quote: © Mark Haworth-Booth, Victoria and Albert Museum, London: introduction to Bill Brandt: London in the Thirties” (Pantheon Books, New York 1984)

love and desire

By | photography, street photography

When William A. Ewing, the author of the the photobook “Love and Desire” (Chronicle Books / Thames and Hudson 1999, and a number of editions in various languages) asked me if he could use one of my house parties pictures, he wanted to know, did I perhaps have more photographs that could be grouped under this heading. O, sure, was my instantaneous reaction. Come to think of it, in fact most of my photography is about love and desire; especially when you think of it in the widest sense, apart from the purely physical or erotic connotations. Photography may well be seen as an act of love and desire; the love of life itself in all of its manifestations and sudden beauty, the desire to experience and partake, to observe and understand, to capture and share and maybe even own some of it.

This is what I also realized when I recently looked once again at some books by Garry Winogrand. To me he remains the greatest observer of life’s miracles at street level, but who elevated photography far above the business of making a buck or making an impression. His maniacal search for images of life going on all around him (he left a third of a million pictures at the time of his death) could only be stopped by his untimely passing away, and even his closest friends could only guess what he was striving for in the images that he had taken during his latest years, once they looked in bewilderment at the proofed and printed results from the bagloads of undeveloped films they found at his house. If you could call him an addict, he wasn’t addicted to photography, but to experiencing and getting to grips with life where he discovered it: on the very streets of his own life.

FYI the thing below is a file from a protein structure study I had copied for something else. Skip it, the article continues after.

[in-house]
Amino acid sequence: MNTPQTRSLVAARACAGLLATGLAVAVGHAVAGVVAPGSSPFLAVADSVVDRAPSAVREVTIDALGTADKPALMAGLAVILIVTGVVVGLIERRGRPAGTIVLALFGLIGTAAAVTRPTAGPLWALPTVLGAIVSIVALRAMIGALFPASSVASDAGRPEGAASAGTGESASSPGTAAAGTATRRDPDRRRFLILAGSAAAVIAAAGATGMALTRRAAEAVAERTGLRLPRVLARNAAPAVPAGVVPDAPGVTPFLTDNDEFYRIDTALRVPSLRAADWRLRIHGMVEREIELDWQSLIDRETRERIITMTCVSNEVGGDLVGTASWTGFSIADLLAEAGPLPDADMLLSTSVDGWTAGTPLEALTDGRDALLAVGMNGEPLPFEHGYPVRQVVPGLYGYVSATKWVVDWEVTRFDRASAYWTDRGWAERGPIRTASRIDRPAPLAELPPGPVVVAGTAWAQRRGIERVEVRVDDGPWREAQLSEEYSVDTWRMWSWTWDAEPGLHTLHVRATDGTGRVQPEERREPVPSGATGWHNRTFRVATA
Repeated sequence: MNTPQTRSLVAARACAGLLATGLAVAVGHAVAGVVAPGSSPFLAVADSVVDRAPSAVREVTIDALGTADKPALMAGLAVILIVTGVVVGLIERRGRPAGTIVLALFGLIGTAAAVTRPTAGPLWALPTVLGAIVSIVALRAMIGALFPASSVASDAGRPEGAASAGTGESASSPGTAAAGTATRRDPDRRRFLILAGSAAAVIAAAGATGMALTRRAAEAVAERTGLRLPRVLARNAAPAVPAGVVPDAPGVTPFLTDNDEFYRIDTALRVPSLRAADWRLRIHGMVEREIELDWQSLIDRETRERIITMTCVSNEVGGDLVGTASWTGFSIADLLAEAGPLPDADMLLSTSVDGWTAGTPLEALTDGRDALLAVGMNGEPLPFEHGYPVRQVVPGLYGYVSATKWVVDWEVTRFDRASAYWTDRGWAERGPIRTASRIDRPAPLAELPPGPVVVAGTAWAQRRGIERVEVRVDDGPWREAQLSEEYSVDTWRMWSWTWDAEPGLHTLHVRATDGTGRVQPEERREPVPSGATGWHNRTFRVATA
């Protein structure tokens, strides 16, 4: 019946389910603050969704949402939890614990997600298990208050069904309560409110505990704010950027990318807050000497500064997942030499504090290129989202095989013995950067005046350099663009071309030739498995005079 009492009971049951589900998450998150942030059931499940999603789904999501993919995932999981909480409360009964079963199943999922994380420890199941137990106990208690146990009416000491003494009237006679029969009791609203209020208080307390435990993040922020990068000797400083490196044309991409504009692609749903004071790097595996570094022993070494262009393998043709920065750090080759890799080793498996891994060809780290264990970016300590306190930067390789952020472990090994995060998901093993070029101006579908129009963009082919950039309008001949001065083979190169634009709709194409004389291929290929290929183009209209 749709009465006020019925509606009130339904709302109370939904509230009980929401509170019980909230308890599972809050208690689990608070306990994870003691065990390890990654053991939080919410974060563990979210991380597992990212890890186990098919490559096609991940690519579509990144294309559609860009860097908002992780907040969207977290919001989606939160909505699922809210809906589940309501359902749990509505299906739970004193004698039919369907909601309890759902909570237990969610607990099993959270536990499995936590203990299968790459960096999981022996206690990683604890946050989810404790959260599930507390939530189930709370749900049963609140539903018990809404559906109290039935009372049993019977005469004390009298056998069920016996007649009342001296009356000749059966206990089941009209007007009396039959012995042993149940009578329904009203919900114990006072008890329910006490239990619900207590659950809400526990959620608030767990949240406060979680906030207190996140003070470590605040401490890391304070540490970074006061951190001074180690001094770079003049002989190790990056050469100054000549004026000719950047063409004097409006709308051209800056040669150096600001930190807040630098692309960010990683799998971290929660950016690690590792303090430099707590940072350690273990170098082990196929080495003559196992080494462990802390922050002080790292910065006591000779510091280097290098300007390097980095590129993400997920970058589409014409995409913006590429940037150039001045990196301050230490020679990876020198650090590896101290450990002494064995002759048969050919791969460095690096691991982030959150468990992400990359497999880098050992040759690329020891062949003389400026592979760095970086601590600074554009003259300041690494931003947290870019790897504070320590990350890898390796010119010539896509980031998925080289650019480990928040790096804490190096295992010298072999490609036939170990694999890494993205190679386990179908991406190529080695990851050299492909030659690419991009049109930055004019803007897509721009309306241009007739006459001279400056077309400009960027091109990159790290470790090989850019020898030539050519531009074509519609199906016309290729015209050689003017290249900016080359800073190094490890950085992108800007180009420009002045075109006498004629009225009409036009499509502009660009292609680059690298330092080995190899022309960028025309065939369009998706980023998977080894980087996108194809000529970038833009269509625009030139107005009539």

collecting: photobooks or real prints after all?

By | photography, street photography

Original prints by well-known photographers have become very expensive. Many collectors have moved to collecting photography books instead, rather than looking for less famous names and photographers whose work is still available and sometimes just as interesting. Martin Parr’s publication The Photobook about what he considers to be the most important  photobooks did the rest. Personally I don’t care which photobooks are hot or not, I know what I like and I will buy the occasional book that I love (and if you read my blog or visit my website www.tomstappers.com  you won’t be surprised that it’s mostly black and white photography, of which a big part is street photography, and no digital). I prefer the original print, there’s nothing to beat it, and one of my own signed 30/40 silvergelatin prints for instance, is still cheaper than some of these collectable photobooks, so ….